Who: Dramatic Hat Productions
What: Mercury Man: The Last Performance of Orson Welles
Where: Mills Hardware (95 King Street East)
When: July 18-28, various dates & times (as part of the Hamilton Fringe Festival)
Orson Welles’ last cinema role was infamously, as a voice-performer in the 1985 animated Transformers movie. He had previously been doing commercials and smaller roles- anything for a dollar, it seemed. In Mercury Man: The Last Performance of Orson Welles, the show not only attempts to explore why Welles was desperate to remain center stage near the end of his life, but also the motivations that led to some of his greatest performances on his way to stardom.
The production is cleverly staged between the modern day (1985) and flashbacks. Projections provide context and additional information, while Adrian Gorrissen acts as frequent collaborator John Houseman and Joel Pettigrew acts as a younger Orson Welles. While both are strong performers, the real highlight of the performance is the chemistry between Rod McTaggart (an older Orson Welles) and Cora Matheson (Welles’ self-proclaimed “biggest fan,” Georgie). Their performances, paired with Pettigrew’s intelligent script add layers of nuance to the flashbacks.
Another highlight is the script itself. The stunningly well-researched and intricate script manages to balance exploring the difficulty of making art while simultaneously imaging the circumstances behind the creation of Welles’ most well-known productions- War of the Worlds and Citizen Kane. This is no easy feat, but the writing and ensemble cast make it look easy. The show’s final moment is one of its most powerful- all characters except for an older Orson Welles fade into the blackness, leaving just the older Orson Welles positioned centre stage in a powerful silhouette.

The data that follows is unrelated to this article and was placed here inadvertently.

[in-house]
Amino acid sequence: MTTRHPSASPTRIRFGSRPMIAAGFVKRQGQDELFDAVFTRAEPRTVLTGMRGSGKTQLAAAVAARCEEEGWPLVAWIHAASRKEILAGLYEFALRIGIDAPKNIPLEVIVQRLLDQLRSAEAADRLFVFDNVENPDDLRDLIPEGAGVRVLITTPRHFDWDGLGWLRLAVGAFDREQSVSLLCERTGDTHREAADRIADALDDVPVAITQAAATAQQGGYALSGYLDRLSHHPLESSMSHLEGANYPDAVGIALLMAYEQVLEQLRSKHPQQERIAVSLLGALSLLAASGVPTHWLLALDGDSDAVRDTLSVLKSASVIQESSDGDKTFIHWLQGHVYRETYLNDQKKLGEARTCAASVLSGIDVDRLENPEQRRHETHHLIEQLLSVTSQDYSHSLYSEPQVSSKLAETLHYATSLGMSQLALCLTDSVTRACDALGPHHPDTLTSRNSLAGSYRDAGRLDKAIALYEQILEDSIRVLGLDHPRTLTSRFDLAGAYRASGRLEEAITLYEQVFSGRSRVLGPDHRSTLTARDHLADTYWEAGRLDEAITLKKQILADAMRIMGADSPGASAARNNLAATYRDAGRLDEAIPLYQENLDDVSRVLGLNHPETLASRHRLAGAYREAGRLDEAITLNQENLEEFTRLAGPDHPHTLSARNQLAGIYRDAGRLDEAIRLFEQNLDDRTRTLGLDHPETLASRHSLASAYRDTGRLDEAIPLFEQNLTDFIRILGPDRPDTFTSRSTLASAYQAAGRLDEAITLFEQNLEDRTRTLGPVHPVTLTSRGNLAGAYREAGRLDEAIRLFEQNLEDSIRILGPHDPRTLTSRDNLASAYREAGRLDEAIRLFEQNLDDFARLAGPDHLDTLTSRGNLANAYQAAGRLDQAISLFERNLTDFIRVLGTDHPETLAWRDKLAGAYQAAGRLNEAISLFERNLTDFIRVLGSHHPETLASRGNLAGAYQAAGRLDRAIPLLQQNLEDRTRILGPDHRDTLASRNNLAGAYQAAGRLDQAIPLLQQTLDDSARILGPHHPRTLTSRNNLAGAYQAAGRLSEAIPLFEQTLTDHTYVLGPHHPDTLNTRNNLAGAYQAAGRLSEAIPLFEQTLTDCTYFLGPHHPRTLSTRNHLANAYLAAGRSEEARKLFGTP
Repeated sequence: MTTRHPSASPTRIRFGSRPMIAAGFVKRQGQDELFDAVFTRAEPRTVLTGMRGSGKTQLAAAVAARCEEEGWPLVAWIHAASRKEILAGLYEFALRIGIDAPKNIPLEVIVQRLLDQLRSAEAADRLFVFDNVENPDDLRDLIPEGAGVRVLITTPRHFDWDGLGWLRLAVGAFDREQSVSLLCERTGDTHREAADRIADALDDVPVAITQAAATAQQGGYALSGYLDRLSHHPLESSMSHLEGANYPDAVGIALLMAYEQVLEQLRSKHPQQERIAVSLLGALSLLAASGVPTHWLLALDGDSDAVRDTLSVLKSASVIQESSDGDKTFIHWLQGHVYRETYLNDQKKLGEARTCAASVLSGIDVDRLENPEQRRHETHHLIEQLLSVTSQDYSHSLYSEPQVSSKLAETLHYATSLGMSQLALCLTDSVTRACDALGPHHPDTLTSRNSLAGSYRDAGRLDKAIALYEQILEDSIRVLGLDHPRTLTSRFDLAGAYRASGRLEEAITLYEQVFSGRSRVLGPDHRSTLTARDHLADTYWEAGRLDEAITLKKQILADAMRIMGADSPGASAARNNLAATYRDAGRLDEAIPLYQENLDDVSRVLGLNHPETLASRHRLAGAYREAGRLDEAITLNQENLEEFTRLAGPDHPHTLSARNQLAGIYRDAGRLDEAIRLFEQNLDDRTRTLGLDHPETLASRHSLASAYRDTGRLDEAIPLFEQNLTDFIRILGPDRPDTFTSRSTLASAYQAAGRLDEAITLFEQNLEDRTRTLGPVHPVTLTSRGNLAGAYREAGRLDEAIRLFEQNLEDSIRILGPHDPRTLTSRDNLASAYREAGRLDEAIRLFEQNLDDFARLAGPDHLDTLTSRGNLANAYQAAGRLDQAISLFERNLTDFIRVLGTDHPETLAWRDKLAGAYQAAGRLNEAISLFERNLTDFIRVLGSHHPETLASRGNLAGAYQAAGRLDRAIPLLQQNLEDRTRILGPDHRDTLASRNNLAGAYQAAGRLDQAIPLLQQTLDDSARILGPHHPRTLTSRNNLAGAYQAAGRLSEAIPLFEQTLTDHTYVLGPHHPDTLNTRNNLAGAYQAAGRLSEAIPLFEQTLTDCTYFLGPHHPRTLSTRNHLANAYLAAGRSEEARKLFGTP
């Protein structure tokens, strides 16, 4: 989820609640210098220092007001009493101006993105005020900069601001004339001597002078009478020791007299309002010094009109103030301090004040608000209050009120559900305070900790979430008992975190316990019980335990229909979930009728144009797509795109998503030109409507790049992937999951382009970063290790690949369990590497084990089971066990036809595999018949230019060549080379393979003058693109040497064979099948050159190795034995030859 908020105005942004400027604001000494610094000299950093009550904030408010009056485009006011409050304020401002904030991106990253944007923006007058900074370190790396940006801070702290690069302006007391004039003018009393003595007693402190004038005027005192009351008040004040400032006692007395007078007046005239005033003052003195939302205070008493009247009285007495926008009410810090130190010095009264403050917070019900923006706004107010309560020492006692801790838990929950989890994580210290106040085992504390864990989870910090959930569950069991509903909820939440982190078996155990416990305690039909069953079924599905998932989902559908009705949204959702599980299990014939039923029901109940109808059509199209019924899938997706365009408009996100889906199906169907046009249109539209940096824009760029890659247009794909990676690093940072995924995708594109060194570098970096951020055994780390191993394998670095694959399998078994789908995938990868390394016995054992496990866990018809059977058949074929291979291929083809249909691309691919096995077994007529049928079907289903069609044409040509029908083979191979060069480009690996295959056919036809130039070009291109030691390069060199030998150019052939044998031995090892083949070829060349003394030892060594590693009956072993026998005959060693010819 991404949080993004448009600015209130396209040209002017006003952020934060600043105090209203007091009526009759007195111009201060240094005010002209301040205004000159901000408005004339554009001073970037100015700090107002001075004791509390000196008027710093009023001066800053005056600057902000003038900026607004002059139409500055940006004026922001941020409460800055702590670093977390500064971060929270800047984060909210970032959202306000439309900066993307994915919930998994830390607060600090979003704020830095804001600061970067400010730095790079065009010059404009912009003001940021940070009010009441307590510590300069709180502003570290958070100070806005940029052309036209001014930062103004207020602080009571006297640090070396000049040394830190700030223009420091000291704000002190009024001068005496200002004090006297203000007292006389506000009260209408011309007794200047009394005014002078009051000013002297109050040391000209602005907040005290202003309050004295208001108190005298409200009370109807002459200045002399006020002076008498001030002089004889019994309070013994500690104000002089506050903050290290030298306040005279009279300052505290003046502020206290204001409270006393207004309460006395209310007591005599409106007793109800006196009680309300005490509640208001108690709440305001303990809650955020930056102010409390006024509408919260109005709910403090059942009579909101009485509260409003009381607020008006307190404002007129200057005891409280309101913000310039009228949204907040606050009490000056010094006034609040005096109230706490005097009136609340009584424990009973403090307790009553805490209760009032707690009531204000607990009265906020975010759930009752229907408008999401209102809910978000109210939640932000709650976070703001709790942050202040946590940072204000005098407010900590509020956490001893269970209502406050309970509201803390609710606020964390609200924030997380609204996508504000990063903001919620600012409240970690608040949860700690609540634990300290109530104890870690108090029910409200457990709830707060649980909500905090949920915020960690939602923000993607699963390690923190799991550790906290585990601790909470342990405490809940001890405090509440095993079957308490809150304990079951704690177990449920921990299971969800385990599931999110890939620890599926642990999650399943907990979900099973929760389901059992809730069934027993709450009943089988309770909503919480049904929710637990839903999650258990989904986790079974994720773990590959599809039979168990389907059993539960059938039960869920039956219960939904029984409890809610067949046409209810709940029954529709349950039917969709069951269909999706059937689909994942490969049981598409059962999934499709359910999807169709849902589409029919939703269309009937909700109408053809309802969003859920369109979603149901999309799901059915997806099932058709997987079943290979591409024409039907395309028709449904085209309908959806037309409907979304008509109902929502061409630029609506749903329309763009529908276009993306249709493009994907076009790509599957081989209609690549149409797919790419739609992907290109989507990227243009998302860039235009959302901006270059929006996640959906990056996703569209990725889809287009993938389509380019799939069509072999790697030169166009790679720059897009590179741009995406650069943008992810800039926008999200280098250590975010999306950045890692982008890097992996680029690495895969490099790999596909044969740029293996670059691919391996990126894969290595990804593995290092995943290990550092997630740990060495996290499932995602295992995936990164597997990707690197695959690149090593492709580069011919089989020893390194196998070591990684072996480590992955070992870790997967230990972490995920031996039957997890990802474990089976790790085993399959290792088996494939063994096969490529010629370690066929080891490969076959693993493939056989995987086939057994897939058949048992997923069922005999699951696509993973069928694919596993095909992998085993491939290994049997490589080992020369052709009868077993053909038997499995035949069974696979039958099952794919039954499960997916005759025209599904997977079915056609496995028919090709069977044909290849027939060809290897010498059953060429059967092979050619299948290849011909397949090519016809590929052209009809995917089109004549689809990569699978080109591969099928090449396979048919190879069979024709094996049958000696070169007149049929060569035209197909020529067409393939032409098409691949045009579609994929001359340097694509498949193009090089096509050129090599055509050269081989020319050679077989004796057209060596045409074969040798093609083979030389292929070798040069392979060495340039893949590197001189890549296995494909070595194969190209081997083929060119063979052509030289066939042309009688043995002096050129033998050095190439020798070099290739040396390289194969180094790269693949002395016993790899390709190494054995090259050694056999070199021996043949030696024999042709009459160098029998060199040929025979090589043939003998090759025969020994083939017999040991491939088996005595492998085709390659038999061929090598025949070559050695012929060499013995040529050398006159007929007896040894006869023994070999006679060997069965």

It is clear from an audience perspective that this show would have been difficult to stage. Mercury Man involves a number of props and scenes, and as Mills Hardware doesn’t have much of a backstage space, this is all fit onto the stage. It is somewhat awkward and crowded at times and while the production itself can’t be blamed for these circumstances, it was, at times, somewhat distracting. However, the props and items that are on stage are all necessary, and are well thought out. In particular, a “working” cigar that the younger Welles has throughout the show that the older character does not. This nuance and attention to detail (and many other small, similar moments) do an excellent job of enhancing the show. It would be impossible to eliminate items without detracting from the performance.
The makeup of the flashback characters was also confusing- the production seemed to be attempting to portray the flashback scenes in a monochromatic setting; however, in the show I attended, this wasn’t well executed. The younger Orson Welles had white makeup on his face, but his frequent scene partner John Houseman had it in his hair and on his hands- but not on his face. This may have been done purposefully or as an artistic choice, but I completely missed what it was trying to accomplish.
A less minor flaw was the confusing nature of the “super fan” character and the older Orson Welles. While spectacularly acted, the “super fan” was, at different points in this character also treated as a mentor, mentee and artistic confidante. This treatment of the Georgie character by the older Orson Welles seemed conflicted with the character of the younger Welles that is portrayed throughout the show. Perhaps there was a scene missing or a disconnect between character motivations, but this felt unresolved.
Ultimately, Mercury Man is a fun and thought-provoking show that challenges what the cost of creating great art truly is. This show attempts to humanize the infamous actor and director, and for those who are “super fans” of Welles, this may be the best way to remember him.